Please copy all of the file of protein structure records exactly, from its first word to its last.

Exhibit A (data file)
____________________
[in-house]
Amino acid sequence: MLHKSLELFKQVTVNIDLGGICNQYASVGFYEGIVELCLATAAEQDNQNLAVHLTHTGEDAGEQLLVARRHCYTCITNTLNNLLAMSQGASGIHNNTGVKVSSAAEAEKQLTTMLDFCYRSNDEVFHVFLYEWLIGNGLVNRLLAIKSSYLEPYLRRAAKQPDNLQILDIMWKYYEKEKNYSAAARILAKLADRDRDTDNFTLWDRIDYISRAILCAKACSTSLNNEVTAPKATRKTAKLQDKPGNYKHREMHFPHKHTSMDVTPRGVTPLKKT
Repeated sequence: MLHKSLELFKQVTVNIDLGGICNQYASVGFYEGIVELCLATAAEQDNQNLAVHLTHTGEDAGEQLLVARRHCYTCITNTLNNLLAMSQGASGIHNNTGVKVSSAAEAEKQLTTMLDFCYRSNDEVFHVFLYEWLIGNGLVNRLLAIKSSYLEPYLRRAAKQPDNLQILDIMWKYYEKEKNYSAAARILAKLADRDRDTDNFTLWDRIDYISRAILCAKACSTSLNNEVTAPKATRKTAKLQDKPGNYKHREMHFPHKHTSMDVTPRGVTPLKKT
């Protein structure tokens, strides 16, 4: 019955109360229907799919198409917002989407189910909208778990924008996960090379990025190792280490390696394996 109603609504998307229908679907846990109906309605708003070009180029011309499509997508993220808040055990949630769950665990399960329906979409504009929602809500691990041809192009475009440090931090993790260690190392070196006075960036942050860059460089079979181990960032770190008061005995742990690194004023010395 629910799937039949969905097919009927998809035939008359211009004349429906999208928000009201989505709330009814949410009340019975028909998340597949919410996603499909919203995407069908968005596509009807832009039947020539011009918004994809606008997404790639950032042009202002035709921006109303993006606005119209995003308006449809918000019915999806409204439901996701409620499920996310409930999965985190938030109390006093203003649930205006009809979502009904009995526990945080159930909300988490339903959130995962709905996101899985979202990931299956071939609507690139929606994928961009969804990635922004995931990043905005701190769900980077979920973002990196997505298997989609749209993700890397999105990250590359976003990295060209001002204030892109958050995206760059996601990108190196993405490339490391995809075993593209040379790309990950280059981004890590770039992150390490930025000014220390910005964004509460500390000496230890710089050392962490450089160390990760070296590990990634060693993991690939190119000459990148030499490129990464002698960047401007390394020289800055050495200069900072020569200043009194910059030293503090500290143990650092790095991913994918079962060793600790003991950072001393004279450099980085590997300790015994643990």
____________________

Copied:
[in-house]
Amino acid sequence: MLHKSLELFKQVTVNIDLGGICNQYASVGFYEGIVELCLATAAEQDNQNLAVHLTHTGEDAGEQLLVARRHCYTCITNTLNNLLAMSQGASGIHNNTGVKVSSAAEAEKQLTTMLDFCYRSNDEVFHVFLYEWLIGNGLVNRLLAIKSSYLEPYLRRAAKQPDNLQILDIMWKYYEKEKNYSAAARILAKLADRDRDTDNFTLWDRIDYISRAILCAKACSTSLNNEVTAPKATRKTAKLQDKPGNYKHREMHFPHKHTSMDVTPRGVTPLKKT
Repeated sequence: MLHKSLELFKQVTVNIDLGGICNQYASVGFYEGIVELCLATAAEQDNQNLAVHLTHTGEDAGEQLLVARRHCYTCITNTLNNLLAMSQGASGIHNNTGVKVSSAAEAEKQLTTMLDFCYRSNDEVFHVFLYEWLIGNGLVNRLLAIKSSYLEPYLRRAAKQPDNLQILDIMWKYYEKEKNYSAAARILAKLADRDRDTDNFTLWDRIDYISRAILCAKACSTSLNNEVTAPKATRKTAKLQDKPGNYKHREMHFPHKHTSMDVTPRGVTPLKKT
């Protein structure tokens, strides 16, 4: 019955109360229907799919198409917002989407189910909208778990924008996960090379990025190792280490390696394996 109603609504998307229908679907846990109906309605708003070009180029011309499509997508993220808040055990949630769950665990399960329906979409504009929602809500691990041809192009475009440090931090993790260690190392070196006075960036942050860059460089079979181990960032770190008061005995742990690194004023010395 629910799937039949969905097919009927998809035939008359211009004349429906999208928000009201989505709330009814949410009340019975028909998340597949919410996603499909919203995407069908968005596509009807832009039947020539011009918004994809606008997404790639950032042009202002035709921006109303993006606005119209995003308006449809918000019915999806409204439901996701409620499920996310409930999965985190938030109390006093203003649930205006009809979502009904009995526990945080159930909300988490339903959130995962709905996101899985979202990931299956071939609507690139929606994928961009969804990635922004995931990043905005701190769900980077979920973002990196997505298997989609749209993700890397999105990250590359976003990295060209001002204030892109958050995206760059996601990108190196993405490339490391995809075993593209040379790309990950280059981004890590770039992150390490930025000014220390910005964004509460500390000496230890710089050392962490450089160390990760070296590990990634060693993991690939190119000459990148030499490129990464002698960047401007390394020289800055050495200069900072020569200043009194910059030293503090500290143990650092790095991913994918079962060793600790003991950072001393004279450099980085590997300790015994643990």